James Saft is a Reuters columnist. The opinions expressed are his own.
Greece, Germany and the European Central Bank appear to be petitioning for a divorce, not from each other, yet, but from reality, citing irreconcilable differences.
As in all such divorces, reality will get by far the best end of the settlement and it will be the children, or should that be the citizens, who suffer.
Greece, shut out of the capital markets, needs money, and soon, and is willing to play along with the fiction that the next tranche of aid, perhaps 90 billion euros, from the European Union, International Monetary Fund and ECB will buy them enough time.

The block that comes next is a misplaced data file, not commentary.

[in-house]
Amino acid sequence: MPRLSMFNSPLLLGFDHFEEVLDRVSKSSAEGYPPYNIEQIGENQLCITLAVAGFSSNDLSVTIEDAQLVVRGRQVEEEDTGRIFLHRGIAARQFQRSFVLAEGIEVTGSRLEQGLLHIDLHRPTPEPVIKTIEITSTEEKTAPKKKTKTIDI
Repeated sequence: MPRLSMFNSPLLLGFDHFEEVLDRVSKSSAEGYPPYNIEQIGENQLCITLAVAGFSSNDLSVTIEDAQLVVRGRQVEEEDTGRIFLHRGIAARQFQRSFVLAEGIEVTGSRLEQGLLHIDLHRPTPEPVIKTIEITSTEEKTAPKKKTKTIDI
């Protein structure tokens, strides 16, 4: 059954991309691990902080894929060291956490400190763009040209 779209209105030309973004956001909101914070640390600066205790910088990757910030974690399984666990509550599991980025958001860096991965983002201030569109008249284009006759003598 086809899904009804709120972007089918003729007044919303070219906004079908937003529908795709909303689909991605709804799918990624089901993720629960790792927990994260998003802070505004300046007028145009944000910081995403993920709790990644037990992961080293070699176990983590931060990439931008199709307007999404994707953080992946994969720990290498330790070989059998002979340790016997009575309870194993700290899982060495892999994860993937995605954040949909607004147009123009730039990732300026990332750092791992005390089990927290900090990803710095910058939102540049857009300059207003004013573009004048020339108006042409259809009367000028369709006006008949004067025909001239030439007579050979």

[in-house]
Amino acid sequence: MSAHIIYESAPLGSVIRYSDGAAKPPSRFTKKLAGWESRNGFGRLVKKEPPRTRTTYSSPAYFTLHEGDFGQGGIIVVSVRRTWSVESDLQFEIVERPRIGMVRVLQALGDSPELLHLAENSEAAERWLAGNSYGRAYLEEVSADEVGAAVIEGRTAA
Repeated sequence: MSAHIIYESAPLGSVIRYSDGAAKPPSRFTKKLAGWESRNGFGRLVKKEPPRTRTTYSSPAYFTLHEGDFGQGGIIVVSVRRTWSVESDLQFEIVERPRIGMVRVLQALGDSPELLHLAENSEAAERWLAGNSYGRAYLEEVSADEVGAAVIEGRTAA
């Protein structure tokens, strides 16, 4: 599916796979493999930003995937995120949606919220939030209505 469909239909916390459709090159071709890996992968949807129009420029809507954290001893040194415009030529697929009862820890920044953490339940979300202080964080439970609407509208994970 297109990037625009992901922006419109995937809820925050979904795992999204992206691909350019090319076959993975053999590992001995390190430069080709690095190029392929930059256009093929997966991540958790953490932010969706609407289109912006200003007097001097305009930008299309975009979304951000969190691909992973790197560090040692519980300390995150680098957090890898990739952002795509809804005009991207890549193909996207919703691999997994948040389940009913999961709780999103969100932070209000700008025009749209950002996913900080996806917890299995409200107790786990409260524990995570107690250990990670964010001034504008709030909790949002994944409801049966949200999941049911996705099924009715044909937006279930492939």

The ECB, which is up to its eyeballs in exposure to Greek debt, steadfastly maintains that it won’t countenance a soft restructuring, or default, presumably because it fears this will be too much for it, the banks, and the global financial markets to bear.
Germany, however, is insisting on just that; it maintains that the private sector will have to bear some of the costs, and while there is much discussion about “soft” restructurings featuring debt repayment extensions, no one has credibly explained how the private sector can take its lumps without it being considered a default.